Aston Martin vice president and chief creative officer, Marek Reichman, says the significant styling contrast between the new Vantage and DB11 are thanks to extensive customer research, showing genuine buyers wanted greater differentiation in the brand’s styling.
“I guess I am just fed up with all the comments that all the [Aston Martin] cars look the same,” Reichman told CarAdvice. “You have to understand that within the company, we were relatively constrained in that prior period. To do things like the One-77 or Vantage Zagato was a breath of fresh air for me because they were all brand-new, you know.
“It’s like the handcuffs came off with Andy (Palmer, Aston Martin CEO) and our new business plan, and I am able to put all that energy into the core. So, for me it’s like hallelujah, we can finally show what we are really capable of doing.”
“Our second century is about seven new products, it’s not about 70 per cent change to something, or 60 per cent change. Each product is brand-new, each product has its proxy customer.
“The brief to me is a separation of product in this seven car cycle. That’s a very important factor because we needed DB9 and old Vantage to create the foundations of the company, because when DB9 came out it was the first time Aston Martin has its own platform since the days of David Brown, effectively, so that was a very important step, to create the factory that created that step… [now is a] period of massive growth.
“Each product has its customer, has its segment and therefore has its look feel and drive,” Reichman said.
Nonetheless, while both cars look different, they’re both underpinned by the concept of ‘beauty’ derived from their proportions.
“It’s all around beauty still, but different variations of beauty. So if I think about DB11… that’s going to Savile Row, getting a suit made, or going to a kendo class and learning to use a sword and being very ceremonial about your experience.
“Vantage, is about kicking some butt, it’s about driving, it’s about enjoying the driving feel, it’s more agile, it’s more stripped down, it doesn’t have all the intricacies of the DB11 in terms of aerodynamics because we’ve put it all the aero into the body… it doesn’t need all the aero aids.”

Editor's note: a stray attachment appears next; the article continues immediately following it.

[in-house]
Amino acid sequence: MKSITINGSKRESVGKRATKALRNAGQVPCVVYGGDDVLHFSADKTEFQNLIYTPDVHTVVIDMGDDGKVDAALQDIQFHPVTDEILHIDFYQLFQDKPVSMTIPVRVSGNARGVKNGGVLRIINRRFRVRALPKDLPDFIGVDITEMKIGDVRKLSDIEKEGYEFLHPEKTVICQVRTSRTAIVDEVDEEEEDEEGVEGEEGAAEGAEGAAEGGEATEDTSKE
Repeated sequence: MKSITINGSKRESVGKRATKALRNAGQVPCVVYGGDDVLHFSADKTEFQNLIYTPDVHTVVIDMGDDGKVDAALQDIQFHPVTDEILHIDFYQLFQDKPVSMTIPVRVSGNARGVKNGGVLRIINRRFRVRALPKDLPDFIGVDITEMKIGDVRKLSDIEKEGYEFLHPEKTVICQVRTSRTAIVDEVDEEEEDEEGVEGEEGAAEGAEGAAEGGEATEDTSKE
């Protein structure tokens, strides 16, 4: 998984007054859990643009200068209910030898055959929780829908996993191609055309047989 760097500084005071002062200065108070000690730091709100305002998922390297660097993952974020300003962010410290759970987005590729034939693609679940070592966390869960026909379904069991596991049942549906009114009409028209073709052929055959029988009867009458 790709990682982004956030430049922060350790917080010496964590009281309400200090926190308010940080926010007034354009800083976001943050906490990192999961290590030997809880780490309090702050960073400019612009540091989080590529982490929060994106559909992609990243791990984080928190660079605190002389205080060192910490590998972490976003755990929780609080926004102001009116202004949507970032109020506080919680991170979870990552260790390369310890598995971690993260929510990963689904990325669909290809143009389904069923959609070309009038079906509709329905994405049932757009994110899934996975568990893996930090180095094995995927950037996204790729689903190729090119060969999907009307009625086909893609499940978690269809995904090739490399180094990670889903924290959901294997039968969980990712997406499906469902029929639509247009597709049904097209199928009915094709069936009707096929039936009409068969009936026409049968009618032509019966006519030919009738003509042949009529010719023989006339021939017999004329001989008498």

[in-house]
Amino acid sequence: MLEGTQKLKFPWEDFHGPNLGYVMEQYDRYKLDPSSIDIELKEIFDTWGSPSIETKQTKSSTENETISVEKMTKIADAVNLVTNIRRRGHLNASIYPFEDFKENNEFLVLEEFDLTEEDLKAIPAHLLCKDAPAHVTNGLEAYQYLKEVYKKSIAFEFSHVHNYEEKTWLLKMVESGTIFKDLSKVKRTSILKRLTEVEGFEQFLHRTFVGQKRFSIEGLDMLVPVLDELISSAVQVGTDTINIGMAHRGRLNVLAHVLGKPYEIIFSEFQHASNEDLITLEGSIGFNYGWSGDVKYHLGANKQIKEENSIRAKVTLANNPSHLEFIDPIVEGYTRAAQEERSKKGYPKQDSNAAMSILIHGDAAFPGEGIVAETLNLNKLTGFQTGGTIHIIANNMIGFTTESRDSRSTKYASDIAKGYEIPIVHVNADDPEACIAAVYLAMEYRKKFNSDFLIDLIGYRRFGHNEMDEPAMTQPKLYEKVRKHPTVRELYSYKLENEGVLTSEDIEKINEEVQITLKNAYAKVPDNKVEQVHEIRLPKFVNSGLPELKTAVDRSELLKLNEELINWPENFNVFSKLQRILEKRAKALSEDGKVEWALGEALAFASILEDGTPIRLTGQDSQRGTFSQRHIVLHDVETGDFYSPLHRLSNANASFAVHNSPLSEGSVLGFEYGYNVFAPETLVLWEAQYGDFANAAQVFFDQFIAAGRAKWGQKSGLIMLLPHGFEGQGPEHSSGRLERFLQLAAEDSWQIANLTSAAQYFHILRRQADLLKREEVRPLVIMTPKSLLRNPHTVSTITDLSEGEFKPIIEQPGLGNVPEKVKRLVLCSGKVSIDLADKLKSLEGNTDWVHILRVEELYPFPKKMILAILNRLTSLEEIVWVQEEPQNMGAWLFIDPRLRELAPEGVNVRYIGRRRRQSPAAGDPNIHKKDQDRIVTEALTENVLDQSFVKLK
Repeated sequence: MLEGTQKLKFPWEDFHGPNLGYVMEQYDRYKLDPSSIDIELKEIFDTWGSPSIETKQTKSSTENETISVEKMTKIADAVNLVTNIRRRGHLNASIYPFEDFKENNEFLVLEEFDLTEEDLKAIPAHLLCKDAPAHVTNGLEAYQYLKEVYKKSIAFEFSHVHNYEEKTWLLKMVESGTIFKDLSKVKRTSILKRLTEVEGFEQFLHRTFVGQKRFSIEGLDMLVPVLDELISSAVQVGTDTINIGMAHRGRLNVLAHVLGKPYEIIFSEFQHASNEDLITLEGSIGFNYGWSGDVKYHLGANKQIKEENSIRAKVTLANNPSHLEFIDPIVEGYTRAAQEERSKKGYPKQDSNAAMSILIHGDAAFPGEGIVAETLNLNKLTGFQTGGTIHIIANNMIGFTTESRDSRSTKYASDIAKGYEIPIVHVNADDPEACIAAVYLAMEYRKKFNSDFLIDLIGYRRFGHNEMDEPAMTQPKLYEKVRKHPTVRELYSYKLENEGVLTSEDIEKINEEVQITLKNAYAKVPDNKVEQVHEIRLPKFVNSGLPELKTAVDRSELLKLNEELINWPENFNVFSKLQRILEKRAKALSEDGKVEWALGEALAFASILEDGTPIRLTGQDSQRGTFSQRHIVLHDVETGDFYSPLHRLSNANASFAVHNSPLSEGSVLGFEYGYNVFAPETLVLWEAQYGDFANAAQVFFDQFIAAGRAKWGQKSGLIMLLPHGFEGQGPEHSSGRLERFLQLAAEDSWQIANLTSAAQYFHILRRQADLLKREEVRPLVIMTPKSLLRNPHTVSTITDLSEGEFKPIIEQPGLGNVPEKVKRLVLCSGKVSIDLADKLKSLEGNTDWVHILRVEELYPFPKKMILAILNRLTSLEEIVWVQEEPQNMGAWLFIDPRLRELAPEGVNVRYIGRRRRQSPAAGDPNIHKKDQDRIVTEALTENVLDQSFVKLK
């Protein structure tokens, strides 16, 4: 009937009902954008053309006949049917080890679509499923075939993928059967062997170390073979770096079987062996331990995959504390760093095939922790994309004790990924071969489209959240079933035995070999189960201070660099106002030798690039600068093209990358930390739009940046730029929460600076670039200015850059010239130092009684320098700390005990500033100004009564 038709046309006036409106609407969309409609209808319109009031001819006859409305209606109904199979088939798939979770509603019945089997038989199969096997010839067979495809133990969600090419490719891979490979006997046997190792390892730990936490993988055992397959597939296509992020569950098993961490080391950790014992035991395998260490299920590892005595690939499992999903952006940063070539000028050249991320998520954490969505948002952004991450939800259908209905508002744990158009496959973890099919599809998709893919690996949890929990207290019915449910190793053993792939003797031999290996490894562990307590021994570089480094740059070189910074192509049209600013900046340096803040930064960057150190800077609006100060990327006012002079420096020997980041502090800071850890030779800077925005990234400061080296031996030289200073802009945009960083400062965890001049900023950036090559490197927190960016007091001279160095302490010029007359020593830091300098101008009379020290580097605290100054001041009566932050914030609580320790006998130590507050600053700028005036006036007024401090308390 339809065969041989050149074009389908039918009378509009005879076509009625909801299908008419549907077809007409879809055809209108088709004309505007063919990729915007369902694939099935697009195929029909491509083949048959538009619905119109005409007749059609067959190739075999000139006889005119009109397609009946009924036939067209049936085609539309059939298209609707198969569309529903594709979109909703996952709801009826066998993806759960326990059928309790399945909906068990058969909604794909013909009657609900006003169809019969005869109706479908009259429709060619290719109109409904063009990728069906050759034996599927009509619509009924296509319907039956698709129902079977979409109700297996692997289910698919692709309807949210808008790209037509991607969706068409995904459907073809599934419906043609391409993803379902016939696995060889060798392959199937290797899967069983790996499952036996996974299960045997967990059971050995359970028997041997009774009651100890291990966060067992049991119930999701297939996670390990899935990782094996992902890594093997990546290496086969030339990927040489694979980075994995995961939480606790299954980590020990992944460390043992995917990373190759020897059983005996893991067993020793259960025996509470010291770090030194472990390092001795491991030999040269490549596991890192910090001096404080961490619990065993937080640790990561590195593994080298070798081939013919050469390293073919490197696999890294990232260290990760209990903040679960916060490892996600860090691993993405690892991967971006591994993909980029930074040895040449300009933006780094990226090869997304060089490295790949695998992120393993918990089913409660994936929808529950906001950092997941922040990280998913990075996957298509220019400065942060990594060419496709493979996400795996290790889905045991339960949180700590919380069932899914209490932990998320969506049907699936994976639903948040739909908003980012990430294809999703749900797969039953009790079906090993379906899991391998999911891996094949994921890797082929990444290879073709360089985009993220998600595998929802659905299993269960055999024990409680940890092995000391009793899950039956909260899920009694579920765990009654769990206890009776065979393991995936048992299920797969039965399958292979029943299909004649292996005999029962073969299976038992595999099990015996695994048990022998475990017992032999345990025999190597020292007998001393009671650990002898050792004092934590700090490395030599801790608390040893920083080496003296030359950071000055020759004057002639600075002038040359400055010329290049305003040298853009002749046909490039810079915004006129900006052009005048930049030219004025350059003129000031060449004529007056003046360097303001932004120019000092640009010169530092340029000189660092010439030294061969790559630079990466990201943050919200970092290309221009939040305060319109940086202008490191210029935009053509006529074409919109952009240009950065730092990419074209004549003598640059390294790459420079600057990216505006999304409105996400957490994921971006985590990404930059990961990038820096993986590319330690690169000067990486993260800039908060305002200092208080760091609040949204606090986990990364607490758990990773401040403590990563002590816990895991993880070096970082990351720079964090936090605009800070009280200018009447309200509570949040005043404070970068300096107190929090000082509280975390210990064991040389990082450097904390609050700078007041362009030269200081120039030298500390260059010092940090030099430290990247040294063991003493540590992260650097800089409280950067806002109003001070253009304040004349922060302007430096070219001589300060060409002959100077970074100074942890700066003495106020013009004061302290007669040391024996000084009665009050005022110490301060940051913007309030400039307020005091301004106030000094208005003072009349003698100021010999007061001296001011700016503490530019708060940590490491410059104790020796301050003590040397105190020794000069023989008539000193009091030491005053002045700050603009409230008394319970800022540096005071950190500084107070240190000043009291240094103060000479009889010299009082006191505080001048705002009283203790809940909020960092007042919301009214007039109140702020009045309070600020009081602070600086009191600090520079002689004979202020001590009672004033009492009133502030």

According to Reichman, a great deal of data collection and customer research went into forming the brand’s revised approach to its model differentiation. This may stop some customers cross-shopping DB11 with Vantage, but the brand also expects Porsche 911 buyers to be more interested in the car than before.
“We are more data-driven and want to know who the customer is, but what the customer supports here is more differentiation from DB. You’re the customer, that’s what you’re looking for. There is always the mantle of the DB to be the older gentleman’s car, so we have wound up that request from our Vantage customers to say here you go, this is nothing like DB11.
“We have turned off some of the DB buyers that would have gone here, but guess what? We would be capturing a load of Porsche customers that are saying, ‘I don’t want to see one of these on every street corner’ which is what you get from a 911. This would be rare by comparison to a 911.”
The new Aston Martin Vantage is on sale from $299,950 plus on-road costs, with Australian customer deliveries commencing June/July 2018.